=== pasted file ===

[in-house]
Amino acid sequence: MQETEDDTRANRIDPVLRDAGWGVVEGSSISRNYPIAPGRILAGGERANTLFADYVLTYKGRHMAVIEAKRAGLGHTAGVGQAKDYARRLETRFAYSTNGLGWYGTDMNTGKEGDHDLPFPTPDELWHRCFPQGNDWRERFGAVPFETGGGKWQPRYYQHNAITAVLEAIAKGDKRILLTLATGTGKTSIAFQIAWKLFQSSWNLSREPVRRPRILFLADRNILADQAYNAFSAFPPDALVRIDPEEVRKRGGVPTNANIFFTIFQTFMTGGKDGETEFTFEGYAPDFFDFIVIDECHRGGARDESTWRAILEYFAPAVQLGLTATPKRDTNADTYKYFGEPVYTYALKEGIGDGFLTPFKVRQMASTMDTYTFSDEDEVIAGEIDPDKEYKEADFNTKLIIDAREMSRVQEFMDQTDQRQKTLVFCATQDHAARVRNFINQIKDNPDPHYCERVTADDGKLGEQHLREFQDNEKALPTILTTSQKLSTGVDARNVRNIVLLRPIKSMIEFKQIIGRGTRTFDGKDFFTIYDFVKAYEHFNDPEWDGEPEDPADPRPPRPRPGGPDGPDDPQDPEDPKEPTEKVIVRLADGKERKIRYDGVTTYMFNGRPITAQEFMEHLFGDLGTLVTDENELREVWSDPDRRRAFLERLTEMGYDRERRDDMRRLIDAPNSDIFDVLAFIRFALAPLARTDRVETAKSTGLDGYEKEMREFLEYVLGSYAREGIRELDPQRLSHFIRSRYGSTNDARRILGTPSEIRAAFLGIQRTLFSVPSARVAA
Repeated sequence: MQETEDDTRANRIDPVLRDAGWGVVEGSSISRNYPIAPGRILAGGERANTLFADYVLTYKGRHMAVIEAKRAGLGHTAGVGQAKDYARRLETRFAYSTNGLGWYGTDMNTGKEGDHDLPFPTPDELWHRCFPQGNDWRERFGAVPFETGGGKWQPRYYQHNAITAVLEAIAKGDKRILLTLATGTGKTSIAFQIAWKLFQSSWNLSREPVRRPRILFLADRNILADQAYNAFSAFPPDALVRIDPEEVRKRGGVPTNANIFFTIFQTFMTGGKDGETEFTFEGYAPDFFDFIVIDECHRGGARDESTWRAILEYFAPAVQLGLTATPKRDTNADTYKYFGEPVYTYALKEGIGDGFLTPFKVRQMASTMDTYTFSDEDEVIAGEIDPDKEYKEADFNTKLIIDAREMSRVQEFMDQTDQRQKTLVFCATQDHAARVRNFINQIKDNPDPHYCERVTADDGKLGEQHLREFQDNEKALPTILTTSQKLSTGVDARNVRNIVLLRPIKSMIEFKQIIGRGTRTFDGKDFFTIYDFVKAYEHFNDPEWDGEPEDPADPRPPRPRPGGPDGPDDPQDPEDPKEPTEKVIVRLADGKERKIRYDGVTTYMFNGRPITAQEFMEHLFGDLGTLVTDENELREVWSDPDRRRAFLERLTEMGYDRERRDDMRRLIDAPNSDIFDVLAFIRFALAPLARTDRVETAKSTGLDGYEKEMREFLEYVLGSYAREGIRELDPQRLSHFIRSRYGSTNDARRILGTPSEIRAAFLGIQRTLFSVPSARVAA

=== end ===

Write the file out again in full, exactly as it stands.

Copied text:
[in-house]
Amino acid sequence: MQETEDDTRANRIDPVLRDAGWGVVEGSSISRNYPIAPGRILAGGERANTLFADYVLTYKGRHMAVIEAKRAGLGHTAGVGQAKDYARRLETRFAYSTNGLGWYGTDMNTGKEGDHDLPFPTPDELWHRCFPQGNDWRERFGAVPFETGGGKWQPRYYQHNAITAVLEAIAKGDKRILLTLATGTGKTSIAFQIAWKLFQSSWNLSREPVRRPRILFLADRNILADQAYNAFSAFPPDALVRIDPEEVRKRGGVPTNANIFFTIFQTFMTGGKDGETEFTFEGYAPDFFDFIVIDECHRGGARDESTWRAILEYFAPAVQLGLTATPKRDTNADTYKYFGEPVYTYALKEGIGDGFLTPFKVRQMASTMDTYTFSDEDEVIAGEIDPDKEYKEADFNTKLIIDAREMSRVQEFMDQTDQRQKTLVFCATQDHAARVRNFINQIKDNPDPHYCERVTADDGKLGEQHLREFQDNEKALPTILTTSQKLSTGVDARNVRNIVLLRPIKSMIEFKQIIGRGTRTFDGKDFFTIYDFVKAYEHFNDPEWDGEPEDPADPRPPRPRPGGPDGPDDPQDPEDPKEPTEKVIVRLADGKERKIRYDGVTTYMFNGRPITAQEFMEHLFGDLGTLVTDENELREVWSDPDRRRAFLERLTEMGYDRERRDDMRRLIDAPNSDIFDVLAFIRFALAPLARTDRVETAKSTGLDGYEKEMREFLEYVLGSYAREGIRELDPQRLSHFIRSRYGSTNDARRILGTPSEIRAAFLGIQRTLFSVPSARVAA
Repeated sequence: MQETEDDTRANRIDPVLRDAGWGVVEGSSISRNYPIAPGRILAGGERANTLFADYVLTYKGRHMAVIEAKRAGLGHTAGVGQAKDYARRLETRFAYSTNGLGWYGTDMNTGKEGDHDLPFPTPDELWHRCFPQGNDWRERFGAVPFETGGGKWQPRYYQHNAITAVLEAIAKGDKRILLTLATGTGKTSIAFQIAWKLFQSSWNLSREPVRRPRILFLADRNILADQAYNAFSAFPPDALVRIDPEEVRKRGGVPTNANIFFTIFQTFMTGGKDGETEFTFEGYAPDFFDFIVIDECHRGGARDESTWRAILEYFAPAVQLGLTATPKRDTNADTYKYFGEPVYTYALKEGIGDGFLTPFKVRQMASTMDTYTFSDEDEVIAGEIDPDKEYKEADFNTKLIIDAREMSRVQEFMDQTDQRQKTLVFCATQDHAARVRNFINQIKDNPDPHYCERVTADDGKLGEQHLREFQDNEKALPTILTTSQKLSTGVDARNVRNIVLLRPIKSMIEFKQIIGRGTRTFDGKDFFTIYDFVKAYEHFNDPEWDGEPEDPADPRPPRPRPGGPDGPDDPQDPEDPKEPTEKVIVRLADGKERKIRYDGVTTYMFNGRPITAQEFMEHLFGDLGTLVTDENELREVWSDPDRRRAFLERLTEMGYDRERRDDMRRLIDAPNSDIFDVLAFIRFALAPLARTDRVETAKSTGLDGYEKEMREFLEYVLGSYAREGIRELDPQRLSHFIRSRYGSTNDARRILGTPSEIRAAFLGIQRTLFSVPSARVAA